Los Angeles mayoral candidate Richard Riordan, under attack by his rival for donations to anti-abortion groups, insisted Thursday that he is "simply pro-choice--no ifs, ands or buts about it," even though he said last month that he is morally against abortion.
Riordan noted that he has given money to groups and individuals on both sides of the abortion issue. But he backed off a statement he made last month to an anti-abortion activist at his campaign headquarters: "Morally, I'm pro-life. Legally, I'm pro-choice."
On Thursday, Riordan said: "I am pro-choice plain and simple." Pressed as to why he contributed to anti-abortion groups, Riordan would only say: "I'm pro-choice. I'm pro-choice. I'm pro-choice."
Riordan's latest remarks angered those on both sides of the highly volatile issue.
"I think Richard Riordan owes voters straight talk on this issue, not silence when asked about choice and not double talk," said feminist attorney Gloria Allred, who endorsed Riordan's rival, City Councilman Michael Woo, Thursday at a news conference.
At the other end of the spectrum, Wendi L. Lehman of the Right to Life League of Southern California wrote a letter to Riordan on Thursday, saying, "Your decision to sacrifice the lives of the unborn for the sake of politics demonstrates a lack of integrity."
Lehman's group, which runs 16 "pregnancy counseling" centers in the area, received a $250 check from Riordan's foundation in 1987. Riordan also gave $10,000 in 1991 to Americans United for Life, a Chicago-based group that describes itself as the legal arm of the anti-abortion movement.
Riordan countered that he has also made donations to candidates who favor a woman's right to abortion, such as Kathleen Brown, Dianne Feinstein and Leo McCarthy.
"I am committed unequivocally to a woman's right to choose," he said in a statement. "If I was a Supreme Court justice, I would vote to uphold Roe vs. Wade. But I am not seeking a Supreme Court appointment. Instead, I am running for mayor, and committed to upholding and enforcing all laws that impinge on a woman's right to choose."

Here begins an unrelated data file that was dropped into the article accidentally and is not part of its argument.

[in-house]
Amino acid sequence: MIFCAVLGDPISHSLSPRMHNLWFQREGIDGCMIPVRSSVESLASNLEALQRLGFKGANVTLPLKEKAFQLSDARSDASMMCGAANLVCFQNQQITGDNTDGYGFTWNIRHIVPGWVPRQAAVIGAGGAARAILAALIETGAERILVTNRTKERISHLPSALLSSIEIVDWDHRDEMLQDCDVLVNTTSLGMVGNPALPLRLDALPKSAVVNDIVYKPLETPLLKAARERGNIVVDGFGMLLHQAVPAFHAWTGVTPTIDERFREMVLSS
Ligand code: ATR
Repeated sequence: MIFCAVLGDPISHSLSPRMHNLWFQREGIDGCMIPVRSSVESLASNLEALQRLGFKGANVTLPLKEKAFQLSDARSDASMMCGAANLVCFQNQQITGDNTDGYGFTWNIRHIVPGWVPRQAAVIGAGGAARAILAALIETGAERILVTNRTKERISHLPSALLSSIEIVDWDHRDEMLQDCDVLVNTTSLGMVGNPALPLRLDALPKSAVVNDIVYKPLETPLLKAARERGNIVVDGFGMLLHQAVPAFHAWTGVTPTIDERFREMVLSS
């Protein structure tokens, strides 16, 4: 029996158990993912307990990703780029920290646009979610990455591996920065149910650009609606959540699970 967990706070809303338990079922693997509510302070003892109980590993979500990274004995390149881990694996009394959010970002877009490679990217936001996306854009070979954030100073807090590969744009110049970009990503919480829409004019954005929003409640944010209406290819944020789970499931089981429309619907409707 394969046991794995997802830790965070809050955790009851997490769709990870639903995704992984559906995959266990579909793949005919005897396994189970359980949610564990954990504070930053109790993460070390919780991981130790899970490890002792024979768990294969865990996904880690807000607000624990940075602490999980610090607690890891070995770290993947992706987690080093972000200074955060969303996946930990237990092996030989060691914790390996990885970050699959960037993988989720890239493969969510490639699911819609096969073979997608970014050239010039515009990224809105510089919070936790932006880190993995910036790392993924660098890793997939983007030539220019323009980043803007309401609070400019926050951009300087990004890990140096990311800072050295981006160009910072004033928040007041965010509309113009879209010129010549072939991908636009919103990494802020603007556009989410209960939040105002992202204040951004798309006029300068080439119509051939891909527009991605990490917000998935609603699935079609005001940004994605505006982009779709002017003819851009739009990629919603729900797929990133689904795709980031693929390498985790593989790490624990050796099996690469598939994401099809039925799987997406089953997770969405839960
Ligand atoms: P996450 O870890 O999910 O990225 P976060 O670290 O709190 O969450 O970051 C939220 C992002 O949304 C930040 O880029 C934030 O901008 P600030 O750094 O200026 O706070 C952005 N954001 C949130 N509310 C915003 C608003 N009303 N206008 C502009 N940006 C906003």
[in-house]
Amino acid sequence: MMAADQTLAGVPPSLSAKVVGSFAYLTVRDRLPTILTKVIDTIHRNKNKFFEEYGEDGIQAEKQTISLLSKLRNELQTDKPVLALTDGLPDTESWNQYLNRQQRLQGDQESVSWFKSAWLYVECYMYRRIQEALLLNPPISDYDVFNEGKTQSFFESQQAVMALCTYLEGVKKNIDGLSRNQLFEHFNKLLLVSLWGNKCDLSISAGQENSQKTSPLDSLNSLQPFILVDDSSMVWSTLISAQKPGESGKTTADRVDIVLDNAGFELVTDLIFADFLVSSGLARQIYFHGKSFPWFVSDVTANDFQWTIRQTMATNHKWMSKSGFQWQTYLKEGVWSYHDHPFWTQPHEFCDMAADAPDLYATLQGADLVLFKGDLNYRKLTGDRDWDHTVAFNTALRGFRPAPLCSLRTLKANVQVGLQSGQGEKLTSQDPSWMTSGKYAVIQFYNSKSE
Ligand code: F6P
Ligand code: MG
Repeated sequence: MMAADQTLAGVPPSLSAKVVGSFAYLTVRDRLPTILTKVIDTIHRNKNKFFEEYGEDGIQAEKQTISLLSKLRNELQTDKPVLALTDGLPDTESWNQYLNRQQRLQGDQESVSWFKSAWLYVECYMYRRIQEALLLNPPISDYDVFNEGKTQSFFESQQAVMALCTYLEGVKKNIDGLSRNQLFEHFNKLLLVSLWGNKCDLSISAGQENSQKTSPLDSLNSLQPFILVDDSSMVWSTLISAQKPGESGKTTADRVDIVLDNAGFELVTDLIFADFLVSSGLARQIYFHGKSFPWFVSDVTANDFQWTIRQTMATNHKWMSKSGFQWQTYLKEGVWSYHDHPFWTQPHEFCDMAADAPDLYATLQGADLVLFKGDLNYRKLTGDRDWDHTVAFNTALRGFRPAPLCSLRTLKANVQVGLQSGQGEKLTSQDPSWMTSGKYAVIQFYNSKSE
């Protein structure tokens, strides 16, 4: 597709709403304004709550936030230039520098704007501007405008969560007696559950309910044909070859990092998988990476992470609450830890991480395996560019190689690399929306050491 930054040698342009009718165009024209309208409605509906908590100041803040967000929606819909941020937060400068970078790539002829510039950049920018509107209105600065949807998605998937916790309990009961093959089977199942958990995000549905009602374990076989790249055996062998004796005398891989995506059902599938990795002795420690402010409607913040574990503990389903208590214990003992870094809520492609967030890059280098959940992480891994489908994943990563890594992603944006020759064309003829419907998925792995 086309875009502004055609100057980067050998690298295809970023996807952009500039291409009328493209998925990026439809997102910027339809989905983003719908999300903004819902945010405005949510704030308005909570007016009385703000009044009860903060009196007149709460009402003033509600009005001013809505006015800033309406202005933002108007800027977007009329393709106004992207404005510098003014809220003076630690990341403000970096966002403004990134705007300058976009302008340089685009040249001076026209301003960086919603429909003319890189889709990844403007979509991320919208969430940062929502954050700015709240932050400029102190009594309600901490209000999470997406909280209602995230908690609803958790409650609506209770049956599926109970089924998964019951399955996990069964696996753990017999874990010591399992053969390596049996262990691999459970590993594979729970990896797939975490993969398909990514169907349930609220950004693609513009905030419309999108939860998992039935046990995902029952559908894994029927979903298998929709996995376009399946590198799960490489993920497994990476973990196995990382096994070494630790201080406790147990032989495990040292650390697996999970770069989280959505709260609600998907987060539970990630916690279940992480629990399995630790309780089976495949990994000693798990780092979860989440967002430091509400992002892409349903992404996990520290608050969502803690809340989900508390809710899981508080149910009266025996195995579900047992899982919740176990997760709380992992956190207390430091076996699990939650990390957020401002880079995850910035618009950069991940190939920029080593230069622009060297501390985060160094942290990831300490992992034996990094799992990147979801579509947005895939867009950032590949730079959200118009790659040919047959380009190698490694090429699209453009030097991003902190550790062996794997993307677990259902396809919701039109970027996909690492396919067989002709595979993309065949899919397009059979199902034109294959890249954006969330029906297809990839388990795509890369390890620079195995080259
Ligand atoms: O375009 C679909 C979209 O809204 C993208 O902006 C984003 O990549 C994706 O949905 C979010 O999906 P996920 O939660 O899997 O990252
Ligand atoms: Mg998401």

Although the abortion issue has only marginal relevance to the mayor's duties, Woo has embraced it as part of his effort to portray Riordan as an ultraconservative who has undergone a "political face lift."
Saying that abortion is relevant to the mayor's office, Woo said the city must enforce trespassing laws through the Police Department against protesters who blockade abortion clinics.
At a news conference in front of an abortion clinic, Woo received the endorsements of several abortion rights activists--including Peg Yorkin, who heads the Fund for the Feminist Majority, and Meegan Ochs, who said she had an abortion several years ago to end an unplanned pregnancy.
"It's not enough to mouth the words pro-choice to make himself palatable to the voters," Woo said, noting his support for a motion introduced by Councilman Joel Wachs last November that declared Los Angeles a "pro-choice city."
Seeking to focus scrutiny on Woo, Riordan held a campaign event of his own Thursday--with a toilet at his side.
The toilet was placed on the City Hall steps by the Riordan campaign to symbolize a $282,000 remodeling of Woo's City Council office in 1988 that included $12,000 for a private bathroom. Riordan called it a waste of taxpayers' money for Woo to build a private bathroom when a public restroom was just a door away from his office.
Riordan also brought three retired police officers with him to show how the funds spent on the office remodeling could have been used to hire three more police officers.
Woo spokesman Garry South said the work was not a lavish remodeling. Instead, he said, it was part of a city effort to build a new council office on the second floor of City Hall. And South called the toilet that Riordan used as a prop "an appropriate symbol for his campaign."
(The toilet in question is destined for Riordan's home bathroom, which is being remodeled.)
In another campaign development, a legal analysis suggested that the city Ethics Commission, under certain circumstances, may be able to regulate fund raising by the state Democratic Party, which has pledged to run a $200,000 independent campaign on Woo's behalf.
"There could be some factual circumstances under which they could regulate statewide committees" involved in the mayoral race, said Robert Stern, who prepared the report.
It will be considered at a commission meeting today. Ethics Commission officials are concerned that such independent fund raising and spending could undercut city campaign finance limits. Federal court decisions allow independent committees such as the state Democratic Party to spend any amount they wish. But the new legal opinion indicates that the city agency may be able to regulate money raised on Woo's behalf, including imposing a $500 donation limit.